The woman is covered in ornaments from head to toe.
She is sitting underneath a colorful umbrella that is enveloping her in a shadowy hue. Not that she needs the extra colors – she’s wrapped in an eye-catching Sari with splashes of pink and yellow. You can tell when she shuffles her feet slightly, thanks to the silver anklets on her feet. One can’t help being drawn to the bright red bangles on her arms which she moves deftly as she shows the assortment of dry fruits she is selling – bunches of figs around thick ropes that she unravels as if it’s a garland, along with heaps of raisins and almonds.
The woman is seated on the pavement in front of Empress Market, Karachi. She seems to bear no mind to the heat raging from the sun. It is after all 100 degrees Fahrenheit and the city has already seen one fatal heatwave in 2015. Yet, with her bright Sari and umbrella, she rules this street.
As I stand there, I desperately wish to ask her how she stands it. I am reminded of the heatwave and the scenes in the hospital I was rotating at just miles from here. A government hospital in Pakistan means dubious electric supply for even fans to run at times, let alone ACs or refrigerators. We led volunteers throughout the city who brought with them cold water bottles and ice wrapped in plastic bags. This was Karachi responding to the horrifying images from the news– of men and women, particularly the elderly, dying of heatstroke, arriving too late to the emergency departments that were already full.
I wonder where she was in 2015. I wonder what shelter she sought refuge in.
As I go inside, the usual scene meets my eyes. Under multiple canopies, there are lines of stalls next to each other. An elderly man hurries over. He is carrying a sack and offers to carry the heavy load of groceries. He knows people like to buy in bulk here and it serves him – his livelihood stemming from carrying the weight of their groceries.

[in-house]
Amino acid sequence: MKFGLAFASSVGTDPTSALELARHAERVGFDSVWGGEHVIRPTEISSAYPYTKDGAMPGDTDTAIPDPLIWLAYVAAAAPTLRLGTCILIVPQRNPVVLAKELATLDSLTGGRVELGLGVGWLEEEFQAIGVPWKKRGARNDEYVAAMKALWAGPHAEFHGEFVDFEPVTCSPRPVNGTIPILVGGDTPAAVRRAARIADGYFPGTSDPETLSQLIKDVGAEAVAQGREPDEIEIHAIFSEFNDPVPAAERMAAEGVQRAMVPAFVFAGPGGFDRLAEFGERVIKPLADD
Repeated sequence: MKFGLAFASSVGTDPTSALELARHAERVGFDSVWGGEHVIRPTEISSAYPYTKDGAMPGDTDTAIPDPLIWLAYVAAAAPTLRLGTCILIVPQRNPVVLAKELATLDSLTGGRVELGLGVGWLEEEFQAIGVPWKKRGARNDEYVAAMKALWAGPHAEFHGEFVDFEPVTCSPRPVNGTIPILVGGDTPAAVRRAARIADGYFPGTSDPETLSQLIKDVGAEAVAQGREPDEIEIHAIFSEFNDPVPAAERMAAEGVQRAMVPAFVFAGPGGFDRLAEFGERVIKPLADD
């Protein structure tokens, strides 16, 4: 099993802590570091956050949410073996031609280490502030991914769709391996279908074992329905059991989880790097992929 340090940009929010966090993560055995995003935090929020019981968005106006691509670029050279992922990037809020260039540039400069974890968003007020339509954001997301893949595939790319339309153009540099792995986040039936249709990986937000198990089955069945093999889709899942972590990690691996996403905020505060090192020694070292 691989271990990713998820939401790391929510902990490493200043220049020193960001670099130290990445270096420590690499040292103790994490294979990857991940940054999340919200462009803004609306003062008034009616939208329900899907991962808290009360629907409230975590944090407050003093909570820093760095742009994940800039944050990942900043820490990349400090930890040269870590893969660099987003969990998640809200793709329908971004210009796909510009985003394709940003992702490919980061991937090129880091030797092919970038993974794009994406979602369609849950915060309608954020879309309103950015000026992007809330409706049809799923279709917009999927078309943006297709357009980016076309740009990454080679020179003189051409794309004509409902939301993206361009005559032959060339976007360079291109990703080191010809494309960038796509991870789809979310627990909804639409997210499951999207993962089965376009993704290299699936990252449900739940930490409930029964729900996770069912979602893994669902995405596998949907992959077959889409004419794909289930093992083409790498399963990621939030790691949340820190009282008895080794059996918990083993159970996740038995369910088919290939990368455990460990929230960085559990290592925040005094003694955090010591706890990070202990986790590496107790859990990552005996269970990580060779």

He is thin and his voice is hoarse. When was the last time he had a medical checkup? I can easily place him in the hospital I rotated at, my mind already detailing the risk factors his life must entail. I go further and another man catches my eyes. There is a harness of sorts wrapped around him and a pulley that is attached to what appears to be an oil churning machine. Crushed almonds are placed in a heap and the pulley appears to be churning through it as the oil drips in the container down below. This is a ‘kohloo’ – a machine churning out bottles of oil for the buyers, its lightness masking the weight and strength taken to attain it. I think of the dozens of hernia patients we used to operate on daily.
I hesitate to call either man old. I cannot put a number on his age. I learned that the hard way as a student, amidst the throngs of patients crowding the clinics, who with their wizened skin and cachexic cheekbones struck me to be at least 60. Their files showed me I was almost twenty years ahead.
Our professor was unfazed. “That’s what this kind of life does to you.”
I once read that a physician can make a difference in the lives of the patients you serve daily but there are a million more you can reach out through public health. I look at the men and women in the bustling marketplace. They are my clients, the ‘end users’, the ones I wish to reach.
I wonder if they pray for rain. Karachiites love the rain because we get so little of it. Last year, the torrential downpours had initially been a welcome sight. But the water then cascaded through broken bridges and cracked pavements, through rusting electric poles and scattered rubbish. It flooded the streets making its way inside people’s dwellings. I look at the man and his faded sack. Perhaps his home too had been affected.
I may perhaps never see these men or the woman in the sari again – but they may see plenty. Disasters come and go in this city, after all.
But they will be back again, under the same heat, ready to stand against all obstacles.
Perhaps, one day, I can fight for them too. For now, all I can do is write.